LIVE: Anti-Flag

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Wednesday, March 26
New York, NY
The Knitting Factory

Last night’s Anti-Flag concert at the Knitting Factory was my first ever “MySpace Secret Show.” I’m still confused as to what a “MySpace Secret Show” entails? Besides a small banner hanging from the wall and some extra room in the mosh pit, you couldn’t even tell the evening was being presented by MySpace.

Um, I think if you add “Secret Shows” to your MySpace friend-list, you get alerted to the concert a couple days before everyone else?? I don’t know what the hell I’m talking about–let’s just get to the performance.

Anti-Flag opened the show looking and sounding like a well-seasoned punk band. All the members of the band were dressed in black (nice), all of them had cool-looking haircuts (nice), Chris #2 clocked some major hang-time with his flying scissor-kicks (nice), and to add to the spectacle, Anti-Flag had flood-lights on their amplifiers that nearly blinded everyone in the bedroom-sized Knitting Factory (double nice!).

Those expecting to see a punk show got one. I’m a fan of the brand of punk inspired by the artists of the late 70’s and early 80’s. Give me a little Ramones-pop, the stage moves, politics, and haircuts of The Clash, and the angry brow of Ian MacKaye and I’m a happy camper. In my opinion, only a handful of current-day punk bands can (sincerely) bring this to the table.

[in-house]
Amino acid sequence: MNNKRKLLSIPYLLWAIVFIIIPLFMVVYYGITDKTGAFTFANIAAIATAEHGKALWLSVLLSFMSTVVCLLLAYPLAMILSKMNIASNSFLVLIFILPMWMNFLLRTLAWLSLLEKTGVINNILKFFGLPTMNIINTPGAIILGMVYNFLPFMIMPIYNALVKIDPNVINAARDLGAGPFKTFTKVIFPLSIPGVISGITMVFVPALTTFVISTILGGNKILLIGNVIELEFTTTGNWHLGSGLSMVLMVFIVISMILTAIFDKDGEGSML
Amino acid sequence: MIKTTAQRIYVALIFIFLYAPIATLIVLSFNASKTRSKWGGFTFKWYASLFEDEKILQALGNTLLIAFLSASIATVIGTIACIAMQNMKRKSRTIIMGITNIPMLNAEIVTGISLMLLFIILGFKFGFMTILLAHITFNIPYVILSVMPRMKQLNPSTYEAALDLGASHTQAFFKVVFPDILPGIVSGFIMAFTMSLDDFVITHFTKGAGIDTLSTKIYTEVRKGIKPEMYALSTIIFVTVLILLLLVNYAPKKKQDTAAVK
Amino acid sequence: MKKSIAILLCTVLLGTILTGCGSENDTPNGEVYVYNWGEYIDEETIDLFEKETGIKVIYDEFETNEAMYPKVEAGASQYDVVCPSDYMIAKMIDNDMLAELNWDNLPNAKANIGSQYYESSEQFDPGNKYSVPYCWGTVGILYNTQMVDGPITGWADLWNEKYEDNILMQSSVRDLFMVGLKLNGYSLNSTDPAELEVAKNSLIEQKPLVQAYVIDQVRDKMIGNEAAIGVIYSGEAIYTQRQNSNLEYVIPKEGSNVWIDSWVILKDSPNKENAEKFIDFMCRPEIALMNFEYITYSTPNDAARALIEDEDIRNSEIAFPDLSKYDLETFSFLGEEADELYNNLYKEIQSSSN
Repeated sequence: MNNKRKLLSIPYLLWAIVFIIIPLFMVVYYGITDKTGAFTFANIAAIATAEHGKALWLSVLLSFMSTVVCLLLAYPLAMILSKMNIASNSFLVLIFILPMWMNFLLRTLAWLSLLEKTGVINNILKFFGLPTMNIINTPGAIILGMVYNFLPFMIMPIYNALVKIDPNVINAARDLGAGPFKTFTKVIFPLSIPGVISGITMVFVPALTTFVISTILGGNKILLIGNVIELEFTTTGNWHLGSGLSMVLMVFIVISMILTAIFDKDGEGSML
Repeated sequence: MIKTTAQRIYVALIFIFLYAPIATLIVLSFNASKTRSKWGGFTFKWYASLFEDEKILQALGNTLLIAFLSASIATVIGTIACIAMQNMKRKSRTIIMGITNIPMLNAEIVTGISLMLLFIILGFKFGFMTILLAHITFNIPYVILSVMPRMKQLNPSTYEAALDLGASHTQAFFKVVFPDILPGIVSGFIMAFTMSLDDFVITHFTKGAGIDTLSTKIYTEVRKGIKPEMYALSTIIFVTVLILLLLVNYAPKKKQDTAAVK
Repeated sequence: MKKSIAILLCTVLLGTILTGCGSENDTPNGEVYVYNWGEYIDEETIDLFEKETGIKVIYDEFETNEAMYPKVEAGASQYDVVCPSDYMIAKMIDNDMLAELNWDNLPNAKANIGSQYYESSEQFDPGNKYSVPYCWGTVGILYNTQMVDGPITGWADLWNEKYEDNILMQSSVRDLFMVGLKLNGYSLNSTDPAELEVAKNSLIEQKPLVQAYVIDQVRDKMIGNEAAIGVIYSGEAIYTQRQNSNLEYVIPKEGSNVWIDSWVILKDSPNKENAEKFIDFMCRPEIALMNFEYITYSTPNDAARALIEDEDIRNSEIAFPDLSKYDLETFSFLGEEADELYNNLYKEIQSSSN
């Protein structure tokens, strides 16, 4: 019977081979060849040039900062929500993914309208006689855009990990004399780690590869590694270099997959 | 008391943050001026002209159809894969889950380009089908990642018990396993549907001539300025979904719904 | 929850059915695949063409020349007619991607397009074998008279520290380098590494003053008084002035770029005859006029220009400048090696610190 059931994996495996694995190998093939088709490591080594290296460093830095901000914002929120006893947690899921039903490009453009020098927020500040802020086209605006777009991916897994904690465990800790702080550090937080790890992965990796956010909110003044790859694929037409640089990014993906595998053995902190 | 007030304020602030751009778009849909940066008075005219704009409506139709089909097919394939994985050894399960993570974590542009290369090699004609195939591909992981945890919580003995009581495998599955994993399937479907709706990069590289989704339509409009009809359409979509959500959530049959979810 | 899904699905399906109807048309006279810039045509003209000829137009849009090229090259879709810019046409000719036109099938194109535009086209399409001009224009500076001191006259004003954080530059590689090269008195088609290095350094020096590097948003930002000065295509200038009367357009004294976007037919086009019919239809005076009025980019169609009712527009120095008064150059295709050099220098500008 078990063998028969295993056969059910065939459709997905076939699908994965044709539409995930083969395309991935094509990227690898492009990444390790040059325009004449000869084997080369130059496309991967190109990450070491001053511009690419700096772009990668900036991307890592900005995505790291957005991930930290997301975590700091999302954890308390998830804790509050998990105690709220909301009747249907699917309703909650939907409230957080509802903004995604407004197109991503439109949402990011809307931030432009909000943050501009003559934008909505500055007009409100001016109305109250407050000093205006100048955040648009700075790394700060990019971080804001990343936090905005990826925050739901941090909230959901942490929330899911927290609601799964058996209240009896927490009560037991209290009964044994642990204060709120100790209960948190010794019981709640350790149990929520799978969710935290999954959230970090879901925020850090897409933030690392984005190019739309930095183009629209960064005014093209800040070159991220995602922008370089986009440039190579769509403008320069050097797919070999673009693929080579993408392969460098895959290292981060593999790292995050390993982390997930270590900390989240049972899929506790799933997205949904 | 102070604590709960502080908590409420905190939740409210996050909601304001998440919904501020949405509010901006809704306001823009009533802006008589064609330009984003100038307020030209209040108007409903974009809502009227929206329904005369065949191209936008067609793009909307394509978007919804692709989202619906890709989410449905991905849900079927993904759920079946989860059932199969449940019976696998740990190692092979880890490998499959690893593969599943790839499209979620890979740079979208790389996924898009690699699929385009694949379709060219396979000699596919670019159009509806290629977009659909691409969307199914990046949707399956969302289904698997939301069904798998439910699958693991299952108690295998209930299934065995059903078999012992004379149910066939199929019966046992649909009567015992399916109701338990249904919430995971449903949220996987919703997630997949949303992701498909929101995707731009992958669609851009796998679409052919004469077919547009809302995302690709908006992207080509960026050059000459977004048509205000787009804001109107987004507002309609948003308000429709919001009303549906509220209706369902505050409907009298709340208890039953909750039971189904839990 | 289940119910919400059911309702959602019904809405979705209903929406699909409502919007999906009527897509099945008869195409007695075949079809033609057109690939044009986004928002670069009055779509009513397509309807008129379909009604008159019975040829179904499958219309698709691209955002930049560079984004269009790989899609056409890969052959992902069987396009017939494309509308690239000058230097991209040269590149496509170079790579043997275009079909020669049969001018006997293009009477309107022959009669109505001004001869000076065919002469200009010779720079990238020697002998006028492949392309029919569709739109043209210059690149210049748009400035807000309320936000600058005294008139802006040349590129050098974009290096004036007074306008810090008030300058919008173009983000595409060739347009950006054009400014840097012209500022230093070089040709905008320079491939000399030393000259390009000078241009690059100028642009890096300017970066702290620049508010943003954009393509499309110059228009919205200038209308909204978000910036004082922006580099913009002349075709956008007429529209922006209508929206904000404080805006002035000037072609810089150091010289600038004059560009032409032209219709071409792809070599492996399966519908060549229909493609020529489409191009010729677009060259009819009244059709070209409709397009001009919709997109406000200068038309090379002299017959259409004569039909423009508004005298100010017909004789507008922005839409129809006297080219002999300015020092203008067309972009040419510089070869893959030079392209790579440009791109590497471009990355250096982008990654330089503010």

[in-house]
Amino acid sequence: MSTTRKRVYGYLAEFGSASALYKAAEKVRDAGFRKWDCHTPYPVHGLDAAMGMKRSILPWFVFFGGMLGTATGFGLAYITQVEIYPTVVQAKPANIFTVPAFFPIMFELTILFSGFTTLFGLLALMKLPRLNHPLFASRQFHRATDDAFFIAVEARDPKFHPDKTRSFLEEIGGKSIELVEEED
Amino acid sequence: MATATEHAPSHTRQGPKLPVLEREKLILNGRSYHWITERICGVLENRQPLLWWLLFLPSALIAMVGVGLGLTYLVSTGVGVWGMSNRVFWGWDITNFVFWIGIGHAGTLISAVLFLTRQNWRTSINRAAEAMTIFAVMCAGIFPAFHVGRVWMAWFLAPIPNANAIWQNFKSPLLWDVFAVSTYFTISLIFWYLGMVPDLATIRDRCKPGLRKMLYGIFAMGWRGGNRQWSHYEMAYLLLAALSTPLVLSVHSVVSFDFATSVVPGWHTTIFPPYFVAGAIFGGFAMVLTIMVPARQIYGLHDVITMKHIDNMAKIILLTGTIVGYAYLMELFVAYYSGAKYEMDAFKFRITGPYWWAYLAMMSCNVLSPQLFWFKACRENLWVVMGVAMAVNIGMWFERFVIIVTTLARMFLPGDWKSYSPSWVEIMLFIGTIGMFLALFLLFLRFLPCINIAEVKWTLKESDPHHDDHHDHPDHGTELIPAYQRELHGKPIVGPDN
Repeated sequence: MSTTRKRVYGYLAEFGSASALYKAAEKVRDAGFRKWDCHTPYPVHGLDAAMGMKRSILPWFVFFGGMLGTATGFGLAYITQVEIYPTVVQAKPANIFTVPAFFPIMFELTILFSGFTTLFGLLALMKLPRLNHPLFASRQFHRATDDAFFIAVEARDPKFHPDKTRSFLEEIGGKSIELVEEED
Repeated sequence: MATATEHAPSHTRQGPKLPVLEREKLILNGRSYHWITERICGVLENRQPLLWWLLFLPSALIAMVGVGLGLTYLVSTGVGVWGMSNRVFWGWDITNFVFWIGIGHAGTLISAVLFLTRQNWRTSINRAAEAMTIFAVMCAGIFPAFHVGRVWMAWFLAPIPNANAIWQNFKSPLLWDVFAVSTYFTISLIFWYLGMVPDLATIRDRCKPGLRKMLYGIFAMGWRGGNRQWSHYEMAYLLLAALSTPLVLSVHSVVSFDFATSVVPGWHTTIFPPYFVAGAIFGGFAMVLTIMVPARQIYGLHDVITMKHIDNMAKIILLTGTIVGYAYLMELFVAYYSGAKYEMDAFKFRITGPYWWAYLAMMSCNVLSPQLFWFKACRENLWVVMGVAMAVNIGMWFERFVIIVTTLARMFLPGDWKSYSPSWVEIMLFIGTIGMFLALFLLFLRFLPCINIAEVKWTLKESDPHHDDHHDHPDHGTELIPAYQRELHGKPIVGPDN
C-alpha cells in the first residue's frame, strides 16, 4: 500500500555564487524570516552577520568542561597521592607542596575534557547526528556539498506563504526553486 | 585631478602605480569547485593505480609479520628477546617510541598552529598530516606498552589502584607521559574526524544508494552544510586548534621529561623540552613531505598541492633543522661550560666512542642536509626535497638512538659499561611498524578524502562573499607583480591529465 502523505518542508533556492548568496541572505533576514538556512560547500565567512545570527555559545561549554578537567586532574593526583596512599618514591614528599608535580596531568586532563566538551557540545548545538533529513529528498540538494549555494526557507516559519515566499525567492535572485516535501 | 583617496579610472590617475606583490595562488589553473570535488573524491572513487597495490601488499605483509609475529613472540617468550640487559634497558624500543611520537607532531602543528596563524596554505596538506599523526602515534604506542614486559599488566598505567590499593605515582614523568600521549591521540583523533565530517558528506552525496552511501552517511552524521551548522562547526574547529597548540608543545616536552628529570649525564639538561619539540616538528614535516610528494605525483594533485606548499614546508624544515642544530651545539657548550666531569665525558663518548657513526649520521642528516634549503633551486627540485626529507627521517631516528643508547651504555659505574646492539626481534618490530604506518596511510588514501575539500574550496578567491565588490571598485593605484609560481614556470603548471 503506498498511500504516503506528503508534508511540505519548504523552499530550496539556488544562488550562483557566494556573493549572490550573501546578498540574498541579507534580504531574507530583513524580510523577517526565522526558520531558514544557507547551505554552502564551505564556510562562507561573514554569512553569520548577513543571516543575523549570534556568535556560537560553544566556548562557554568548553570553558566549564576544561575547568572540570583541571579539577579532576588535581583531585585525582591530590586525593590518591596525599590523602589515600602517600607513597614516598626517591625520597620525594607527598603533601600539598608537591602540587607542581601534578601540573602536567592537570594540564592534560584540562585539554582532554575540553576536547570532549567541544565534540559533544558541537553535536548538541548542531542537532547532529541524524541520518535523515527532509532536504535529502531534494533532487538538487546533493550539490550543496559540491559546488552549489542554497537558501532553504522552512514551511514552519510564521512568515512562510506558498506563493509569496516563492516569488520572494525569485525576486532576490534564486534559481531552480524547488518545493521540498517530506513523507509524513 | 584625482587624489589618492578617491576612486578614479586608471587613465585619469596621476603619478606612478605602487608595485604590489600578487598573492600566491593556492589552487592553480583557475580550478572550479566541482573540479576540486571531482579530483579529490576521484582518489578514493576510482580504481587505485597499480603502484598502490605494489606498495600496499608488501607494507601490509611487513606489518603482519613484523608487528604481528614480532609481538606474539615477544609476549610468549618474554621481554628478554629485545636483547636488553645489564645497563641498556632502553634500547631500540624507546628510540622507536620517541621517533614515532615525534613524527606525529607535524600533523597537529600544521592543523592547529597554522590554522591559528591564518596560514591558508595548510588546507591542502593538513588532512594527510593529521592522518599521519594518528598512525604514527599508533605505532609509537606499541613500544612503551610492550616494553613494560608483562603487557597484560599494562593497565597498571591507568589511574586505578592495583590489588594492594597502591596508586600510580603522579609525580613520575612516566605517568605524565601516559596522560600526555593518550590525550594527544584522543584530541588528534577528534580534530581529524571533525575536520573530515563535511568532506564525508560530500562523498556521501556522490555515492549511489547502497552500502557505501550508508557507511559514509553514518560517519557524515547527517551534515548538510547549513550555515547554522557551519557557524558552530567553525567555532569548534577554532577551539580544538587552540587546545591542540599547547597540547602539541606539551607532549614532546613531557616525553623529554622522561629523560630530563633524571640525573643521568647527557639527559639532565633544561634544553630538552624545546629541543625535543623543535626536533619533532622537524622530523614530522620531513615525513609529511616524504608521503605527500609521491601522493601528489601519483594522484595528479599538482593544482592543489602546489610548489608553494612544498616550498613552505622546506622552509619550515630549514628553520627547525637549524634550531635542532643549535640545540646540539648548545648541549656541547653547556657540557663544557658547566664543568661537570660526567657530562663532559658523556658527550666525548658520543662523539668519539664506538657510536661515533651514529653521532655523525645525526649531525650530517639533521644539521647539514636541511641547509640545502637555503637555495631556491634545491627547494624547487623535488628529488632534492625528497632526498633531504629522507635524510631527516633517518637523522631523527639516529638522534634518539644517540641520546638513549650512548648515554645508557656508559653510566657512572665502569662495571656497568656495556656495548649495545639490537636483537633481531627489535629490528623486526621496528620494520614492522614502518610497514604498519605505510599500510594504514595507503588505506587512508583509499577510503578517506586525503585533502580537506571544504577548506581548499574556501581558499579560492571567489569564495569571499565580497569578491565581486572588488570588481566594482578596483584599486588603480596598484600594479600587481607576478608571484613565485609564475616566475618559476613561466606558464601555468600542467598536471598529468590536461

After watching Anti-Flag rip through a few songs, it’s obvious to see why they’re a cut above their punk contemporaries–they’re able to perfectly blend punk, pop, and spit-fire politics, all while bouncing around on stage sounding amazingly tight on their instruments (a talent many young punk bands have yet to master). Bassist, Chris #2, is the group’s high-energy showman, the “yang” to Justin Sane’s “yin” (it was very fitting that his buzzcut was dyed half black/half white). He also did an impressive job playing traffic cop last night directing the throng of kids being tossed up on stage.

Anti-Flag’s new material, “Good and Ready”, “The Bright Lights of America”, “Vices”, and “If You Wanna Steal” fit nicely into their set-list alongside their catalog favorites. In between songs, Chris #2 did most of the talking. A couple times throughout the performance, the banter seemed a little shticky, especially when the crowd was instructed to do a “circle pit” (I’m a firm believer in crowds starting their own “circle pits”), and Chris #2’s liberal use of the word “fuck.” After a handful of times, the mightiest of expletives, lost its impact. I can overlook this though, because I know Anti-Flag’s punk-rock politics stretch way beyond their stage show.

Midway through the set, Chris #2 mentioned, “Usually I’d say Rupert Murdoch was a mother fucker, but he did bring us all here tonight.” Justin Sane followed with, “Rupert Murdoch IS a mother fucker. If we can use MySpace for our gains, then it’s worth it–fuck Rupert Murdoch!” If you didn’t put two-and-two together, Murdoch is the chairman of News Corp., the global conglomerate that owns the Fox Network and, you guessed it, MySpace.